Limerick City Council have made a huge and successful effort at improving the quality of parks in Limerick over the last decade. The work on the walkways out to the University and through Westfields have added to and improved amenities that the entire city can enjoy. It is somewhat surprising then, that there are plans to increase the speed limit through Westfields Park. The Condell Road bisects one of the most important parks on the Northside of the city. As with any proposal that affects the city, the benefits of the proposal should be weighed against the costs of the proposal.
The benefits are fairly tangible, a driver will save circa one minute traversing the 2.5km of road through the park. This is on clear roads with no traffic. The costs are fairly intangible. The road will be less safe for cyclists and pedestrians and the park itself will be less pleasant. We can say for certain that there will be an increase in accidents. It has been shown in repeated studies that increasing speeds causes an increase in accidents. Based on work by Nilsson in Sweden, a change in average speed of 1 km/h will result in a change in accident numbers by 4% for a 50 km/h road.
Similarly in the UK, based on empirical studies by Taylor, where changes in accident numbers associated with a 1 km/h change in speed have been shown to vary between 1% and 4% for urban roads and 2.5% and 5.5% for rural roads, with the lower value reflecting good quality roads and the higher value poorer quality roads.
The science is clear then, increasing speeds increases the likelihood of accidents. While this unfortunate truth needs to be weighed up with any speed limit increase, it is conceivable that a benefit of an increased speed could be such as to justify the subsequent increase in accidents. Is the speed limit through the park such a circumstance? Is a benefit of a minute per driver enough to justify the increased risk of accidents in a park used by cyclists and pedestrians.
To place this argument in context, it is useful to consider the impact of accidents at the various speed limits. The European Commission studies make it clear. “Pedestrians, cyclists and moped riders have a large risk of severe injury when colliding with a motor vehicle. The difference in mass is huge and the collision energy is mainly absorbed by the lighter ‘object’. In addition, pedestrians, cyclists and moped riders are completely unprotected: no iron framework, no seatbelts, and no airbags to absorb part of the energy. For a collision between a car and a pedestrian, the following relationship between speed and survival chance was established Ashton and Mackay (1979)”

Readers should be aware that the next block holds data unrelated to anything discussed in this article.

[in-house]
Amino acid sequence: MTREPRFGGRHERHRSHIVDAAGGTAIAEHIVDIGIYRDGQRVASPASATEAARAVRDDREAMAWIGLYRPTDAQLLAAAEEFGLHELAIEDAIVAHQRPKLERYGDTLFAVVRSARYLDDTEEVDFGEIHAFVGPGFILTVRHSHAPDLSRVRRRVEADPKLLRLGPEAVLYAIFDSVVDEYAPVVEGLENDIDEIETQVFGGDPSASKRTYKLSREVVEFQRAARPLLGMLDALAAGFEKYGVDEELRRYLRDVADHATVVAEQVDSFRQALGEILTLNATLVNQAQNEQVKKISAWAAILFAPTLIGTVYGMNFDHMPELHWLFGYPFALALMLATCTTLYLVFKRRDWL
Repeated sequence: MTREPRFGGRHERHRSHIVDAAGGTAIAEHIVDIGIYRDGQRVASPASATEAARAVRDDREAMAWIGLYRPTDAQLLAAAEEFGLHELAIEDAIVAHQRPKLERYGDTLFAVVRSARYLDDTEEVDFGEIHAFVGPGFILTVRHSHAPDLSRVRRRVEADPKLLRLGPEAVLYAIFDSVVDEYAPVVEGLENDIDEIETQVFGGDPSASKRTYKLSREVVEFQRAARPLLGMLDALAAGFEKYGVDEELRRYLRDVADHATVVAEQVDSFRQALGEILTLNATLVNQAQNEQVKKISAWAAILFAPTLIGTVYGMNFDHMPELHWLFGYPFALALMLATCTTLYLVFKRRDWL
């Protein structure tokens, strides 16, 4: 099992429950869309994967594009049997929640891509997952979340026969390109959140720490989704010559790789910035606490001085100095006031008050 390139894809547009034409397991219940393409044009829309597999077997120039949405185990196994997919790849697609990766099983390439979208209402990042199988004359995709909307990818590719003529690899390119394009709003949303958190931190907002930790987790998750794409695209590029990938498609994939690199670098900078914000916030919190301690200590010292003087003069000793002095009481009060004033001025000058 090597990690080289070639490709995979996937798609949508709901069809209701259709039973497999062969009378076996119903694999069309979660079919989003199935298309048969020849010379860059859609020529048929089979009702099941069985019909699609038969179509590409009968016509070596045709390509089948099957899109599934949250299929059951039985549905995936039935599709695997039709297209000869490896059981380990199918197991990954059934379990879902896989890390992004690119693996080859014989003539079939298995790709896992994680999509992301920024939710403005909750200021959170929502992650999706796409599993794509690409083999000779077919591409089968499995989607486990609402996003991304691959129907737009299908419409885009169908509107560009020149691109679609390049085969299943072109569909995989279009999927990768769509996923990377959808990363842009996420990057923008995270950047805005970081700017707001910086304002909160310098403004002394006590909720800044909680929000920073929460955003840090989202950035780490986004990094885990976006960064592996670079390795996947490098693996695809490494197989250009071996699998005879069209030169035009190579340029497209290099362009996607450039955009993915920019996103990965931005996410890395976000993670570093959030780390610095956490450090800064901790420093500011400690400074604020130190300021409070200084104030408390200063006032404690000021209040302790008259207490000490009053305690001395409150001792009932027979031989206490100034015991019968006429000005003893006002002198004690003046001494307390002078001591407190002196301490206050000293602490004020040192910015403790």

|Car Speed||% fatally injured pedestrians|
It is worth reflecting on the devastating impact a collision at 64 km per hour has on a vulnerable road user. It is fatal in 85% of incidents. Again, is this the risk that users of the park should be subject to? Even at the current 50km per hour, the consequences of an accident are stark, with a 45% fatality rate.
It is also important to note that driving is a skill where studies show people display a tendency to over-estimate their abilities. Drivers, as a general rule, are not accurate at self assessing their driving abilities. It is possible that many accidents don’t just occur because of bad driving, they occur because people over-estimate their ability which leads to complacency and bad driving.
These studies clearly highlight just how dangerous high speeds are to vulnerable road users. With that in mind, it is important to note that it is for these reasons we prohibit cycling on motorways, likewise, it is why we restrict speed limits in urban areas. While these points are obvious they don’t seem to be prevalent in the debate about the speed limit through the park. We need to have a serious conversation about how safe we want all users of Westfields Park to be, and if the benefits outweigh the risks.